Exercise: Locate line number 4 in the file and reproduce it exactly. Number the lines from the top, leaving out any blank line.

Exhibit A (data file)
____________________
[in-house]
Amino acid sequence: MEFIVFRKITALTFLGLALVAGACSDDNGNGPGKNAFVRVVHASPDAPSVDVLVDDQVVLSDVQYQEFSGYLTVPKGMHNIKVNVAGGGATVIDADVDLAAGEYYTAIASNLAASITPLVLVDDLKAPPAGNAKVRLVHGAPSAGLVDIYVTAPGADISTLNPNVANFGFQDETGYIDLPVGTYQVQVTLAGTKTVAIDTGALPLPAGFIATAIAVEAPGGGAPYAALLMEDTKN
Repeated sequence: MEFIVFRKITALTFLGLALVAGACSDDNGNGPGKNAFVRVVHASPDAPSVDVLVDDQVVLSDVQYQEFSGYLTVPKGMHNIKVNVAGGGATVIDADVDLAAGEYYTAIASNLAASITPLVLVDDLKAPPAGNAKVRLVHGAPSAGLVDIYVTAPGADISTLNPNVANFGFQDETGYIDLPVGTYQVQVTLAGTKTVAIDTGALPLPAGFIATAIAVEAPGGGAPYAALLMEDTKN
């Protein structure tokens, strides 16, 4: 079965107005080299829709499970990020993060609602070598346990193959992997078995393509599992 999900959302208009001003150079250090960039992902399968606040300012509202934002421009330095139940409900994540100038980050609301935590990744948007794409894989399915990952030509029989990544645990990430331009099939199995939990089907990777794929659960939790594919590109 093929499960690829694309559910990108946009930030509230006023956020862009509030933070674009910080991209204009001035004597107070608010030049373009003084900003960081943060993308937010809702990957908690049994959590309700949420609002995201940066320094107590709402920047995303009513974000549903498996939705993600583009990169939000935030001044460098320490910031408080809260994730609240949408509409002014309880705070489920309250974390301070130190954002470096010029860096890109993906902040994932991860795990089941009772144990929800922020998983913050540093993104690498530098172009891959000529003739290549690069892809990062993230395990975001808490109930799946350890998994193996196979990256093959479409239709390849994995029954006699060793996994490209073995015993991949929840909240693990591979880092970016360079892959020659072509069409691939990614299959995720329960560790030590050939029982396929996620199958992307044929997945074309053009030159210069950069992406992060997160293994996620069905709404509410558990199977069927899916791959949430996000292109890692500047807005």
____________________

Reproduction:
């Protein structure tokens, strides 16, 4: 079965107005080299829709499970990020993060609602070598346990193959992997078995393509599992 999900959302208009001003150079250090960039992902399968606040300012509202934002421009330095139940409900994540100038980050609301935590990744948007794409894989399915990952030509029989990544645990990430331009099939199995939990089907990777794929659960939790594919590109 093929499960690829694309559910990108946009930030509230006023956020862009509030933070674009910080991209204009001035004597107070608010030049373009003084900003960081943060993308937010809702990957908690049994959590309700949420609002995201940066320094107590709402920047995303009513974000549903498996939705993600583009990169939000935030001044460098320490910031408080809260994730609240949408509409002014309880705070489920309250974390301070130190954002470096010029860096890109993906902040994932991860795990089941009772144990929800922020998983913050540093993104690498530098172009891959000529003739290549690069892809990062993230395990975001808490109930799946350890998994193996196979990256093959479409239709390849994995029954006699060793996994490209073995015993991949929840909240693990591979880092970016360079892959020659072509069409691939990614299959995720329960560790030590050939029982396929996620199958992307044929997945074309053009030159210069950069992406992060997160293994996620069905709404509410558990199977069927899916791959949430996000292109890692500047807005």